The manufacturing sector is another industry that saw accelerated growth in March, according to the Institute for Supply Management, a private trade group. In February about 11,000 jobs were created, the largest increase in almost four years. Other sectors like health care have also done well, especially after President Obama’s health care plan passed. In March, 27,000 new health care jobs were added to the national economy, according to the Department of Labor.

That’s where Eaddy hopes to try her luck. She’s optimistic that the health care reform will revitalize jobs in this sector. “Since there was such a push going on in public health, I think that a lot of jobs are going to start that I want to get into while the getting in is good,” she said. Eaddy is trying to secure a voucher from the New York State Department of Labor that will cover a six-month-long Medical Billing and Coding course at Hostos Community College. Waving a manila folder on Thursday, with the college brochure inside, she checked that she had all her documentation. She had been waiting for move than an hour for her 4 p.m. appointment.

While she waits for a steady job, Eaddy decided to start her own business. “Splendidly Me,” a cosmetic business that she runs out of her East 180th Street apartment, supplements her income. When she is not teaching customers how to make coconut oil or twist their hair, Eaddy is pinning her long-term hopes on the health care industry.

“Now I have to come back,” she said, “but this time I’m doing something smart with a marketable skill so that I can have some leverage.”

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Seekers Hunt for Jobs in the Bronx

Seekers Hunt for Jobs in the Bronx

At the Morton Williams in Kingsbridge, people lined up to apply for an entry-level job. (Sam Fellman/Bronx Ink)

At the Morton Williams in Kingsbridge, people lined up to apply for an entry-level job. (Fellman/Bronx Ink)

Atavia Scott dreams of being a chef. Nicole Garcia wants to write about travel. And Sophia Pritchet wants to work at the retailer Forever 21. But each has had to put these dream jobs aside for now, and search more widely for that increasingly elusive commodity in the Bronx: the job.


Read more about umemployment in the Bronx here.


On a recent morning, they joined the line of some 40 job applicants at the Morton Williams in the Kingsbridge section of the Bronx, where the supermarket chain holds weekly interviews for openings at its 12 stores in the city. A manager laid out the application guidelines to the job seekers while a few shoppers strolled by.

“Again, you must know the name of the company and the address of the company” you use as a reference on the application form, explained Valerie Sloan, a vice president at the supermarket.

After explaining other aspects of the hiring process and twice stressing that those without proper identification should leave, Sloan, who declined any comment, returned to the small office perched in a corner above the store exit and called the first applicant.

Those near the front of the line sat down on the ledge running along the storefront window. The line snaked along the wall past the checkouts and the nine-foot-high stack of Malta India soda bottles until finally coming to an end half-way down aisle three just before the Stella D’Oro cookies. Since the supermarket chain holds their applications for six months, most of the job seekers were new.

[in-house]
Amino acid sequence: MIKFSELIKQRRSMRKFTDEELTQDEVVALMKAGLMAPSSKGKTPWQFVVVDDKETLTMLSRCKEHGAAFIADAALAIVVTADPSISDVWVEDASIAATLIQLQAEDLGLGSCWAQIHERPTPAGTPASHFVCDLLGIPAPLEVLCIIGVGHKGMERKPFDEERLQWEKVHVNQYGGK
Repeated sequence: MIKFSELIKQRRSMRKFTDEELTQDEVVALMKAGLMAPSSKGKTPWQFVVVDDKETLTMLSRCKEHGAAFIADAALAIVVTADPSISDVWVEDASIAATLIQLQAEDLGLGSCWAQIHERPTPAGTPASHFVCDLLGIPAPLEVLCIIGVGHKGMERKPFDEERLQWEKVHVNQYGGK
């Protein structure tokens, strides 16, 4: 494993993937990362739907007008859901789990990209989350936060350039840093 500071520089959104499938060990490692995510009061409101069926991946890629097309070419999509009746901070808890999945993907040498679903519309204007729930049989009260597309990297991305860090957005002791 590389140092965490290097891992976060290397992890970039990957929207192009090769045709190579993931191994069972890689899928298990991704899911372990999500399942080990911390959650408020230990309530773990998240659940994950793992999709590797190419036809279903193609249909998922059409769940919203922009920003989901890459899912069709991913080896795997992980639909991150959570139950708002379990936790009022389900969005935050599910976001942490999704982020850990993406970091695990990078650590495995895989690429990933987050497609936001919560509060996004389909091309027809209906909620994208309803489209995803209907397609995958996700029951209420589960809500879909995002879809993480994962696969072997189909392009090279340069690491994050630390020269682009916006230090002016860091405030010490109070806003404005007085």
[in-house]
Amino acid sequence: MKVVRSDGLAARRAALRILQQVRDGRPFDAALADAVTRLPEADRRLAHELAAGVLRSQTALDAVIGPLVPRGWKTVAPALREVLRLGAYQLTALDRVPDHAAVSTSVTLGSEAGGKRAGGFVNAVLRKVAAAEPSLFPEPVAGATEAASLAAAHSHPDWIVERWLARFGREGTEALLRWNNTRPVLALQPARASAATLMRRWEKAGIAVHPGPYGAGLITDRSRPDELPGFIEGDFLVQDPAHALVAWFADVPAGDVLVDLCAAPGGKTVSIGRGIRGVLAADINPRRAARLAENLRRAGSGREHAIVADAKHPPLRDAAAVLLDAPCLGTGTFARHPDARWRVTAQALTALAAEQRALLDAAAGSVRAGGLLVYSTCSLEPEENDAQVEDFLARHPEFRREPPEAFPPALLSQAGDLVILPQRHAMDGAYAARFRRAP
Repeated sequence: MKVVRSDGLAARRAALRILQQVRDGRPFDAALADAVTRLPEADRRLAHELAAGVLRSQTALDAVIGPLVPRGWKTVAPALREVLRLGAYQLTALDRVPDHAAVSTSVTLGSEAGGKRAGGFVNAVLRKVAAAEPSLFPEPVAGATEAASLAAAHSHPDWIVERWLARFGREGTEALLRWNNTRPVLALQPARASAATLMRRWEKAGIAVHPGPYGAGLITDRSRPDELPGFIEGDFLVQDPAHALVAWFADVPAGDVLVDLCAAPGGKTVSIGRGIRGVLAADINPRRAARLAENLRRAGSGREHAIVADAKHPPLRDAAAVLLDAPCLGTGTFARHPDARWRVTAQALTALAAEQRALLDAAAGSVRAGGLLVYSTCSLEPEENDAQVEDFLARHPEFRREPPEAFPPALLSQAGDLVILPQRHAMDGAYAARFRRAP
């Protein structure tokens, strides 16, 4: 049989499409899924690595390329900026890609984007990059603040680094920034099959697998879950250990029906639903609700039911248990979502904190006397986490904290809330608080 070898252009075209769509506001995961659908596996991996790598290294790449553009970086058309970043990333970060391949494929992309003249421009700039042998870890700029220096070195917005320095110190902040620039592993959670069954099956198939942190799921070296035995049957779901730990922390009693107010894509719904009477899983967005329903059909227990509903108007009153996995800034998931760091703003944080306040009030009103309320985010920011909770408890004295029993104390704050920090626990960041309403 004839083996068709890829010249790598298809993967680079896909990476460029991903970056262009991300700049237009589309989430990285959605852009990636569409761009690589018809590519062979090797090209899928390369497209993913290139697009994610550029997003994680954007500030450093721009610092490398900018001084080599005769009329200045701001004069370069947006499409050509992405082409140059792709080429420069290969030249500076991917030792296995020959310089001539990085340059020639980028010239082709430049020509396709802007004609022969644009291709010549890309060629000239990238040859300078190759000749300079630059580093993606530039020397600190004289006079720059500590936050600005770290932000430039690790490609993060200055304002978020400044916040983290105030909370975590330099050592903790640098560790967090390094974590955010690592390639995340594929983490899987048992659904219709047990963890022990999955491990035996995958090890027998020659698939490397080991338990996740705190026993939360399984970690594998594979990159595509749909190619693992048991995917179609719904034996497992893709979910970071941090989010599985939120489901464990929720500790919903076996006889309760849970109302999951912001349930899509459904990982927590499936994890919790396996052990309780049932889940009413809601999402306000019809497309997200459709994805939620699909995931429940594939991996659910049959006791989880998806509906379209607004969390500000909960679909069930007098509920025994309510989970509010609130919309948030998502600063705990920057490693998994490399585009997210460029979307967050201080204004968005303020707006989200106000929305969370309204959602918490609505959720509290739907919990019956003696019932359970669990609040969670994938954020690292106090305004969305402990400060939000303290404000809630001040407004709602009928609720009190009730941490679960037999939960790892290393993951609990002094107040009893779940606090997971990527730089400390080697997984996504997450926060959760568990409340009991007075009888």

Even as the national economy added 162,000 jobs nationally in March, according to the latest Department of Labor estimate, in the Bronx, where the unemployment rate is now at 14 percent, the employment market is becoming cutthroat, forcing experienced workers to apply for entry-level positions and others to vastly expand their job search.

Supermarket work wasn’t Atavia Scott’s first choice, but she lost her job as a health aide in January and has applied for over a dozen others without luck. In the last two weeks alone, Scott, who is 27 and lives in Soundview, has applied to more than 15 places—everything from health care to Rite Aid.

“Right now, I’ll work anywhere,” Scott said. “I’m not being a chooser.”

Scott said her interview with Sloan “went OK.” The manager told her that the supermarket was hiring five applicants to work as cashiers or in the deli, and that she’d get a call next week if they had a position for her. They were minimum wage jobs, Scott said, but at least there was a union and some benefits. Still, Scott wasn’t content to wait a week. Afterwards, she left to inquire at a home health agency in Mott Haven.

In many respects, Ben—who declined to give his last name because he feared it might hurt his prospects with the supermarket chain—has had a harder time. He said he had spent 30 years working in supermarkets, until he lost his job managing a food market in Queens in 2007. Ben, now 56, can’t find a job fitting his experience level.

“Some tell me I’m overqualified, some tell me I don’t have enough experience for the position that available,” he said. “All those fast food places—they’re all hiring. But it’s part time work at a minimum wage. They don’t require experience because they do on-the-job training.”

He’s applied to Macy’s, the Restaurant Depot, Sears. “I’ve gone so far as to apply for a job as a secretary,” he added.

Meanwhile, the pressure to stay solvent has been mounting, Ben said. Unable to afford his rent, he had to move his wife and two children to a shelter and now supports them on only $41 in food stamps and $1,720 in public assistance a month.

“It’s really hard to make ends meet when you don’t have much coming in each month,” he said. “I’m out here every day looking for a job. Even on Sundays.”

At the interview, Ben told Sloan that he was applying for a department head position at Morton Williams. Sloan said that no positions were available, but that she’d forward the application to her supervisor. Ben said the supermarket’s benefits were good—medical, dental, raises every six months—and hoped to hear back if a position opened up over the next few months.

Ana Pena, meanwhile, needed a job now. The 56-year-old Dominican immigrant has been out of work for nearly a year after she lost her job cleaning at a McDonald’s. Although she is living with a niece, she said that she wasn’t on Medicaid and needed to get a job as much for the pay as for the health insurance. She was attracted to Target for the employee benefits.

“I was trying to get a job with Target, but they never called me,” she said. “I wish I could get me a job making $8 an hour.”

Pena’s niece suggested she try Morton Williams. But Pena arrived at 9:30 am—15 minutes after they stopped accepting applications. Sloan told her to come back next week.

“It’s ok,” she said. “I’ll be here next time at 8 o’clock.”